Melissa Rich and Suzanne Wood of Raleigh Tutoring weigh in with some helpful homework tips that help keep meltdowns far away from the dinner table!

If you’re a parent of a school-aged child, you’re probably no stranger to homework drama. Some kids balk at having to pause play time to sit down for more school. Others are more willing, but need lots of help from Mom or Dad. Then there are the kids, usually older, who wait until the last minute to do homework only to find they don’t have the right materials or underestimated how much time they need.

While homework hassles vary according to a child’s grade, temperament, and school, almost all affect the dinner hour in some way. Helping a kid with long division or running out to Target for posterboard can leave less time to prepare dinner. With older kids and teens, dinner may have to be scheduled around after-school activities and homework, resulting in some not very appetizing early or late meal times.

Here are some parent-tested, teacher-approved tips to help reduce homework-related stress in your home:

Plan ahead: Rejoice if your child is among the many elementary-age students who brings home all or most of their homework in a Monday folder filled with four days of assignments due by the end of the week. This way, if you know Emma has piano on Wednesday and Billy’s scout meeting is Thursday, you can make sure they get the week’s homework done by Tuesday.  Fortify your kids for these extra-long sessions by ensuring that they’ve had a light snack. For those of you with middle and high school kids, most teachers have websites where they post procedures, expectations, assignments, and grades.  Bookmark these pages on your home computer, so they are easily accessible for you and your young adult.  Teach your child to use a paper or smart calendar to plan ahead.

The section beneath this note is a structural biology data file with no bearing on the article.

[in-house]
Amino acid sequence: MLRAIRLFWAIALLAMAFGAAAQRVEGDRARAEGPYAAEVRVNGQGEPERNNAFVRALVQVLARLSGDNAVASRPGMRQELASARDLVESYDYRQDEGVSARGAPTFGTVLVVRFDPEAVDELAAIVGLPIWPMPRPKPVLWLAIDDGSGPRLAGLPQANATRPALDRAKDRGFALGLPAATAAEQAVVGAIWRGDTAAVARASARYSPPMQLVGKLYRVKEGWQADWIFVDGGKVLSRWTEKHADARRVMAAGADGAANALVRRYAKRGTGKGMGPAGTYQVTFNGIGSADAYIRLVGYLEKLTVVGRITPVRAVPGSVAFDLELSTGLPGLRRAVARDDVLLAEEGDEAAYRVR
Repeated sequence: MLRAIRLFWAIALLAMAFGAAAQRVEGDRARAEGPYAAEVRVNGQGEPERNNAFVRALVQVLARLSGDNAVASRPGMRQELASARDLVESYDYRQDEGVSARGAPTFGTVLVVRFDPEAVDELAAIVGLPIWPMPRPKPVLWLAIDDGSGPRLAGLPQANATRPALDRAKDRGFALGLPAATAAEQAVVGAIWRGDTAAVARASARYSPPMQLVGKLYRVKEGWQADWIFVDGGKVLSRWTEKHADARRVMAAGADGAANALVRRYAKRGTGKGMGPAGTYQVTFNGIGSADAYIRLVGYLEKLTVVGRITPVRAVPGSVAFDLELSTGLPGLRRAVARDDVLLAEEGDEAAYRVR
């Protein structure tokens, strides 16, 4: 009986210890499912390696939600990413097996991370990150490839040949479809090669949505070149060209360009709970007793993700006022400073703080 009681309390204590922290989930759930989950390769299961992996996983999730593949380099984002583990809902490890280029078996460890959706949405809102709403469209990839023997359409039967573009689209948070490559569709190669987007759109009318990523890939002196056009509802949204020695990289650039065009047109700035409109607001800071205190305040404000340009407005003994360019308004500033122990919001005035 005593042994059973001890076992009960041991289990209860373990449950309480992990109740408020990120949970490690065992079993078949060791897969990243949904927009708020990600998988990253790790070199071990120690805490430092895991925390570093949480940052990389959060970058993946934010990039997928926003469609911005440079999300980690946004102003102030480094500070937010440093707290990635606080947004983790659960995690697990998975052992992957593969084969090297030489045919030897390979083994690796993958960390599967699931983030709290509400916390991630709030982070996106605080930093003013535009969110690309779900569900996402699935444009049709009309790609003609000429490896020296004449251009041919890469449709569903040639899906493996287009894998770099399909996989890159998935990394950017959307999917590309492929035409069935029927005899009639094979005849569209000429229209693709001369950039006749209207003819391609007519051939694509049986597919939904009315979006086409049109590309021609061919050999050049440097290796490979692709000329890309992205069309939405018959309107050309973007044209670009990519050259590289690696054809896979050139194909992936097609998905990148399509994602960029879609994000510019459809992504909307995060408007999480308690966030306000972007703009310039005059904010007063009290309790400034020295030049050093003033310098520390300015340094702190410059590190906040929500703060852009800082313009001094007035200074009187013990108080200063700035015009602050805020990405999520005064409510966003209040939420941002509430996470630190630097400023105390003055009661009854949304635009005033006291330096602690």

Hover, don’t help: The whole point of homework is to give children the opportunity to independently practice skills they learn in school. The urge to help our kids is strong, but try to resist it. Limit your involvement to answering quick questions about an assignment’s instructions and checking to make sure all the work gets done. If your child has to ask for help to actually do the work, don’t step in and do it for them. Teachers need to know if students are not mastering material on their own.  If struggling with homework becomes a pattern, check in with your child’s teacher and ask for support.  Homework shouldn’t be so hard that it requires a parent’s constant hand-holding.

Encourage routines: Designate a regular homework spot. Depending on your child’s age and level of independence, this could  be the kitchen or dining room table, a desk in the family room or even a desk in their room. Working at the same place every afternoon or evening helps reinforce good study habits, as does sitting down to homework at roughly the same time everyday. It doesn’t have to be right after school--some kids have extracurriculars or just need time to blow off some steam. But unless your kids are in high school, homework should be done well before bedtime to minimize everyone’s stress.

Stock up: Nothing disrupts family harmony more than learning at 7 p.m. that you’re all out of gluesticks--and your kid needs one stat. Store school supplies in a cabinet in the homework area or in a portable caddy and go through them once a week--say before you do your weekend shopping--to note which supplies need replenishing. To help you keep track of what your child needs, keep the list their teacher supplied at the beginning of the year in or near your storage space.

Let’s face it: Kids may never find homework fun. But it needn’t be a dinner-spoiler, either.

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Melissa Rich owns Raleigh Tutoring, which specializes in a variety of education-related issues and test prep...so your kid can go to Harvard, which is undeniably the best college :)